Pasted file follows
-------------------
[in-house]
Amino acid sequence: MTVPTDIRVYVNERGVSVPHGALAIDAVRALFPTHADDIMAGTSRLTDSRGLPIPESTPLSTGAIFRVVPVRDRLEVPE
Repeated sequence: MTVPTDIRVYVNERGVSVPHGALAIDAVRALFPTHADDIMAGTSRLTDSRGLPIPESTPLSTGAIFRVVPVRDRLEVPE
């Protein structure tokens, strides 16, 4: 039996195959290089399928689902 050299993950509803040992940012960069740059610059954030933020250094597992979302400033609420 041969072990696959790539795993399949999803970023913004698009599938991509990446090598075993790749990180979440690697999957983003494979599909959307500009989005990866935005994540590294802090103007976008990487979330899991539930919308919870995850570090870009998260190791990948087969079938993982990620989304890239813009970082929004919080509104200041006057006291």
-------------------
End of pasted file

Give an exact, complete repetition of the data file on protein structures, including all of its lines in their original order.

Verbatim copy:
[in-house]
Amino acid sequence: MTVPTDIRVYVNERGVSVPHGALAIDAVRALFPTHADDIMAGTSRLTDSRGLPIPESTPLSTGAIFRVVPVRDRLEVPE
Repeated sequence: MTVPTDIRVYVNERGVSVPHGALAIDAVRALFPTHADDIMAGTSRLTDSRGLPIPESTPLSTGAIFRVVPVRDRLEVPE
């Protein structure tokens, strides 16, 4: 039996195959290089399928689902 050299993950509803040992940012960069740059610059954030933020250094597992979302400033609420 041969072990696959790539795993399949999803970023913004698009599938991509990446090598075993790749990180979440690697999957983003494979599909959307500009989005990866935005994540590294802090103007976008990487979330899991539930919308919870995850570090870009998260190791990948087969079938993982990620989304890239813009970082929004919080509104200041006057006291």